« BACK  |  PRINT

RS

MEMBER DIARY

Today in Washington – November 18, 2010

Earmark reform hits phase two this week.  Now that House and Senate Republicans have promised not to earmark, the fight goes to the House and Senate Floor.  Expect votes in both the House and Senate over the next few months to ban the corrupting and wasteful practice of earmarking for the whole Congress.

Today, The House is voting on Senate amendments to a telecommuting bill for federal workers and an extension to unemployment benefits.  The House has four votes scheduled on the Suspension Calendar and will continue work on the ethics case against Representative Charles Rangel (D-NY).  The Senate is debating a motion to proceed to S.510, the FDA Food Safety Modernization Act.  

Senator Tom Coburn (R-OK) has expressed his intent to offer a Senate wide earmark ban on the Food Safety bill.  Senate Majority Leader Harry Reid (D-NV) has pledged to block regular consideration of the Coburn Amendment.  Senator Coburn has filed a notice to suspend the rules of the Senate, this motion requires 67 votes, to force a vote on the issue early next week.

Senator Coburn has been joined by Senators Claire McCaskill (D-MO), John McCain (R-AZ) and Mark Udall (D-CO) in a bipartisan effort to create a Senate wide ban on earmarking.  Amendment number 4697 creates a point of order against earmarks, limited tax benefits or tariffs:

It shall not be in order to — consider a bill or joint resolution reported by any committee or a bill or joint resolution reported by any committee with a report that includes an earmark, limited tax benefit, or limited tariff benefit.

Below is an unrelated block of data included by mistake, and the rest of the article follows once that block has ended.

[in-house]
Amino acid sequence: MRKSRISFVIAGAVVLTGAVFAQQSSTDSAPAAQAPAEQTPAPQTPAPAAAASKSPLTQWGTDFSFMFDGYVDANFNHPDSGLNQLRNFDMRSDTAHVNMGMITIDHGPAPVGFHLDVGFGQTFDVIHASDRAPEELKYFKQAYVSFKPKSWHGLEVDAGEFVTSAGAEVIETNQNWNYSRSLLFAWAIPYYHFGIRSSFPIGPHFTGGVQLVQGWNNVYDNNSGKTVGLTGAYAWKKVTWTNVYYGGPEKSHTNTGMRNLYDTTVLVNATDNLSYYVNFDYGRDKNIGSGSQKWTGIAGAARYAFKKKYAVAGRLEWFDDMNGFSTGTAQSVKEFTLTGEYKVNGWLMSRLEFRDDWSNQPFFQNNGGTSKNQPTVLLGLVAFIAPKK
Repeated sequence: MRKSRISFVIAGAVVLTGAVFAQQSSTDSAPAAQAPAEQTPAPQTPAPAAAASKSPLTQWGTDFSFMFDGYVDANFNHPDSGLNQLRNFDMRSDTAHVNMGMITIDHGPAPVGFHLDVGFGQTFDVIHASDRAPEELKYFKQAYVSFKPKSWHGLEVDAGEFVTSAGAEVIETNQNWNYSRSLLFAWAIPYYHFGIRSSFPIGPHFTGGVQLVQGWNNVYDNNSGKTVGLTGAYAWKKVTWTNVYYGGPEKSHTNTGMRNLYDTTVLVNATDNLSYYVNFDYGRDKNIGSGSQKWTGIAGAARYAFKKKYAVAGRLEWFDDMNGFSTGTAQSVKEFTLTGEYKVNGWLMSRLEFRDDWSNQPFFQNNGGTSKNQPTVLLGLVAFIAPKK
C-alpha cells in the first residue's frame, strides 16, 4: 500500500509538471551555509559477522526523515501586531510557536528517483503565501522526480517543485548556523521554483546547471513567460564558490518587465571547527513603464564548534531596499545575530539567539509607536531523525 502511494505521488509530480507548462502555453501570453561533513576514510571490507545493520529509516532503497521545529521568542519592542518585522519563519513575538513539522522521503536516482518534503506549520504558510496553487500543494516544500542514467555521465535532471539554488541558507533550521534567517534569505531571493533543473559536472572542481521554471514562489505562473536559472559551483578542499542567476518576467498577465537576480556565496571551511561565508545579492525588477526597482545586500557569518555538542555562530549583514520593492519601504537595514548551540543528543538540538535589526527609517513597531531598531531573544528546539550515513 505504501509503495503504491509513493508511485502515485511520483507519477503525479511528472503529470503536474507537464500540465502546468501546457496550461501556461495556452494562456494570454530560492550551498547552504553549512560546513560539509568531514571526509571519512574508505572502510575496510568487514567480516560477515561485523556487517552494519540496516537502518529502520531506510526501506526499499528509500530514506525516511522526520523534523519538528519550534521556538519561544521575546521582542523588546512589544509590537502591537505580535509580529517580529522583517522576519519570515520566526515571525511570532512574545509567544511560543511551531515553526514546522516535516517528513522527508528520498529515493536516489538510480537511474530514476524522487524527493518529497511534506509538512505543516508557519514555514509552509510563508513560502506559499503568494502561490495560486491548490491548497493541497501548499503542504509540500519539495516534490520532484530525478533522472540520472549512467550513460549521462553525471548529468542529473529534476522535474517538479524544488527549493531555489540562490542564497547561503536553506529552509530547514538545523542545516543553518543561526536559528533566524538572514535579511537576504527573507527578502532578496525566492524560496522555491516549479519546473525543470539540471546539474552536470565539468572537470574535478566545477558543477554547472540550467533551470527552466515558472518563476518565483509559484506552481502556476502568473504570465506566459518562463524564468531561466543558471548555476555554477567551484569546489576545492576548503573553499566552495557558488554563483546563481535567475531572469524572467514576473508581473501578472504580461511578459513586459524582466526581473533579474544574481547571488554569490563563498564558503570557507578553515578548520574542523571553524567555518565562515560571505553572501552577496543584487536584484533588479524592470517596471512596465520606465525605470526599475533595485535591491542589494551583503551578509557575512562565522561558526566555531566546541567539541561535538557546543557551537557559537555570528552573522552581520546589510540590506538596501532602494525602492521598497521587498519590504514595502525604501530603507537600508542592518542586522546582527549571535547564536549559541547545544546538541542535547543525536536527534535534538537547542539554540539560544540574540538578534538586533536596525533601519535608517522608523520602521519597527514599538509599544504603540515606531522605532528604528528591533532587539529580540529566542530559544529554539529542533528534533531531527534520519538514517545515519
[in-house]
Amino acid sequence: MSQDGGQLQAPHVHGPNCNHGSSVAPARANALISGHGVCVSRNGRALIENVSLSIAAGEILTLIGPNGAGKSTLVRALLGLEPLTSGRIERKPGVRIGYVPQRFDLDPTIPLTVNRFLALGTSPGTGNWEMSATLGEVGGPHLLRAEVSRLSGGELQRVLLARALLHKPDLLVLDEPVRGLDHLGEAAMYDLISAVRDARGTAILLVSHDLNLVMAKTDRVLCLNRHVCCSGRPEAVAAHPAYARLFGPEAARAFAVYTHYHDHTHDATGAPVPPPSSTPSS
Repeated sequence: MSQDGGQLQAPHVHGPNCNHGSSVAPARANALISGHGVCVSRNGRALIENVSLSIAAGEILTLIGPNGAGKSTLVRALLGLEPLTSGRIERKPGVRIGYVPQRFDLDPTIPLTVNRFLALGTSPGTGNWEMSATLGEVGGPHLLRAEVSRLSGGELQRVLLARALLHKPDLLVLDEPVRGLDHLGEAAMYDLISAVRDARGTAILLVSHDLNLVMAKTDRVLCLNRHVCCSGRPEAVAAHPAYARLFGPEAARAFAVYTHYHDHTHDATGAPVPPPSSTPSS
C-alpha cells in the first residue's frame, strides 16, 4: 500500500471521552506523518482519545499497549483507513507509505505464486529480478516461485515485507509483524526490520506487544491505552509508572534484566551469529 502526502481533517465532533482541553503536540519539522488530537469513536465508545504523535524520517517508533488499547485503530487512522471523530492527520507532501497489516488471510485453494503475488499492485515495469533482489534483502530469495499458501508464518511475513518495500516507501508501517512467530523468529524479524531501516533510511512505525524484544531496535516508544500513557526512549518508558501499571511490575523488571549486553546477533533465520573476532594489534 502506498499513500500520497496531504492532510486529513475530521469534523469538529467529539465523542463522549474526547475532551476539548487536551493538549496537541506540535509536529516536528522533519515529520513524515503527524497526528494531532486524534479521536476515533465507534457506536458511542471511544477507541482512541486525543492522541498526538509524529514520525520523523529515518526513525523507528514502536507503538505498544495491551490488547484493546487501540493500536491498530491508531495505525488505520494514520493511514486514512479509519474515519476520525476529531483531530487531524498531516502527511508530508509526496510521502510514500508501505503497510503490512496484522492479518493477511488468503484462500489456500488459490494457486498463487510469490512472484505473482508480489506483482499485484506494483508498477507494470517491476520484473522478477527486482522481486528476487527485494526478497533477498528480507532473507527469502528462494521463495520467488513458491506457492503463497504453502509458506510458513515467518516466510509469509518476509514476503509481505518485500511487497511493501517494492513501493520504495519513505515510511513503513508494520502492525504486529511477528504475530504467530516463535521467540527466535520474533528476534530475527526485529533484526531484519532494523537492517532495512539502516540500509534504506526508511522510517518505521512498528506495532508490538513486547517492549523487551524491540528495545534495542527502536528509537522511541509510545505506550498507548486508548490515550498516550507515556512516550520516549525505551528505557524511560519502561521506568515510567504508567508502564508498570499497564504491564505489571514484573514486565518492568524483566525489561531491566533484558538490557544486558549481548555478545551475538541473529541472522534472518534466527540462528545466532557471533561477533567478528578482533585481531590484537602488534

The new rule also makes it out of order for the Senate to consider:

A Senate bill or joint resolution not reported by committee that includes an earmark, limited tax benefit, or limited tariff benefit.

People always ask “what is an earmark” and this rules change provides a definition of the term:

The term “earmark” means a provision or report language included primarily at the request of a Senator or Member of the House of Representatives providing, authorizing, or recommending a specific amount of discretionary budget authority, credit authority, or other spending authority for a contract, loan, loan guarantee, grant, loan authority, or other expenditure with or to an entity, or targeted to a specific State, locality or Congressional district, other than through a statutory or administrative formula-driven or competitive award process.

Expect a vote next week on this measure.  This is the first test for all Senators to see if they are listening to the American people.

Get Alerts